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# Mathematics Matters Lesson Accounts 27 - Extrapolating New Knowledge from Old

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Created on 28 May 2008 by ncetm_administrator
Updated on 16 June 2008 by ncetm_administrator
 Mathematics Matters Lesson Accounts A collection of memorable mathematics lessons that conference and colloquia delegates had observed or taught which they felt were successful.  Each account refers to one or more of the values and principles in the report.

# Lesson Account 27 - Extrapolating New Knowledge from Old

 Written by P Lacey Organisation Unknown Age/Ability Range Unknown

Extrapolating new knowledge from old is an engine for exploring and charting the territory of mathematics. In this exercise learners are expected to apply their understanding of fundamental concepts and principles (inverse, equivalence etc) in order to “map” and extend their knowledge.

(a) What was the mathematical task(s)?
What else do you know (and why) if you know that 5 + 3 = 8? The statement is written in the middle of a board visible to a whole class. Initially whole class responses. For example: 500 + 300 = 800. This is written on the board with an arrow to it from the original statement. A ‘mind-map’ is generated with answers to the why bit of the question determining the connections. Lead on to groups/pairs with eventual ‘composite’ mind map. Discussing the why proves productive.

(b) What learning culture was created?
How was this achieved? Learners in control. No perceived limit. Genuine sharing of personal understandings.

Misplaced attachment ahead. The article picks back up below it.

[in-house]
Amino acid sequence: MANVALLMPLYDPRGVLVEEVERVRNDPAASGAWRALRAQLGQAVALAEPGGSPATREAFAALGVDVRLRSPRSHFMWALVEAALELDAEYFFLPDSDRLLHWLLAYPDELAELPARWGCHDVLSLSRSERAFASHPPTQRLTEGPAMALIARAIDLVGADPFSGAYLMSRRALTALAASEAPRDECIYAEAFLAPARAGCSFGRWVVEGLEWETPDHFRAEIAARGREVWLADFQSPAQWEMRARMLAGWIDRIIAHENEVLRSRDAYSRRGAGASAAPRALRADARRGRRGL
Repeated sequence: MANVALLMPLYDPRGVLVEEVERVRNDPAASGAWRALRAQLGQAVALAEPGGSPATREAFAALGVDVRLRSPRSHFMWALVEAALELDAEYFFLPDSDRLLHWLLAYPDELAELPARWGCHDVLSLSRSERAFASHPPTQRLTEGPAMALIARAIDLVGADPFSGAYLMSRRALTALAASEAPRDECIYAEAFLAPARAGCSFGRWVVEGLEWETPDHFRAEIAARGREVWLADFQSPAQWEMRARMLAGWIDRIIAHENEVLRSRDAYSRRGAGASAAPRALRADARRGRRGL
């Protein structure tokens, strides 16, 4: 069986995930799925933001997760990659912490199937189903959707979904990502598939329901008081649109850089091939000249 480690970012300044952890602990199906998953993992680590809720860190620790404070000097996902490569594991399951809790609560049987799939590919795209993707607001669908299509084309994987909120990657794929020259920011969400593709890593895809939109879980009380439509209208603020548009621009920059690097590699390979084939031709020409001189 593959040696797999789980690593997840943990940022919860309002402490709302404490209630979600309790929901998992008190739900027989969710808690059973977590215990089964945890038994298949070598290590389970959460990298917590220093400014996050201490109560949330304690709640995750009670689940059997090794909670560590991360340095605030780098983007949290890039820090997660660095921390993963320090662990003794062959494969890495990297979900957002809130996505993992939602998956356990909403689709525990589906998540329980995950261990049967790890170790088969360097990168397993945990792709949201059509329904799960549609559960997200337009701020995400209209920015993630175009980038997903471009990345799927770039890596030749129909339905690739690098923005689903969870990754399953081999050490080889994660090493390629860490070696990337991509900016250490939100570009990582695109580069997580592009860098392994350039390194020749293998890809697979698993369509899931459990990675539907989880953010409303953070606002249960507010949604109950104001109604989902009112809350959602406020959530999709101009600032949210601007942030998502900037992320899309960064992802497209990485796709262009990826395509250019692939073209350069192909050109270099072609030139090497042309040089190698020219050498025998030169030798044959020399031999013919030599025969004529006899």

(c) How could you tell that the task(s) achieved the intended purposes? Do you have any evidence?
I think the activity actually altered the views of some of the learners on what mathematics actually is. Certainly challenged the ‘quantum’ view of mathematics as isolated facts.

Reported in ‘Mathematics Teaching’ 187 June 2004 as a special conference insert, after being included in an ATM annual conference presentation

(e) Can you say why you chose this example? What criteria were in your mind?
Simple and accessible start – almost trivial; but deep in its engagement. Explicit and shared discussions on personal maps of understanding have a sense of deep learning.

## Values & Principles

 Conceptual understanding and interpretations for representations Builds on the knowledge learners already have Encourages reasoning rather than ‘answer getting’ Creates connections between topics both within and beyond mathematics and with the real world

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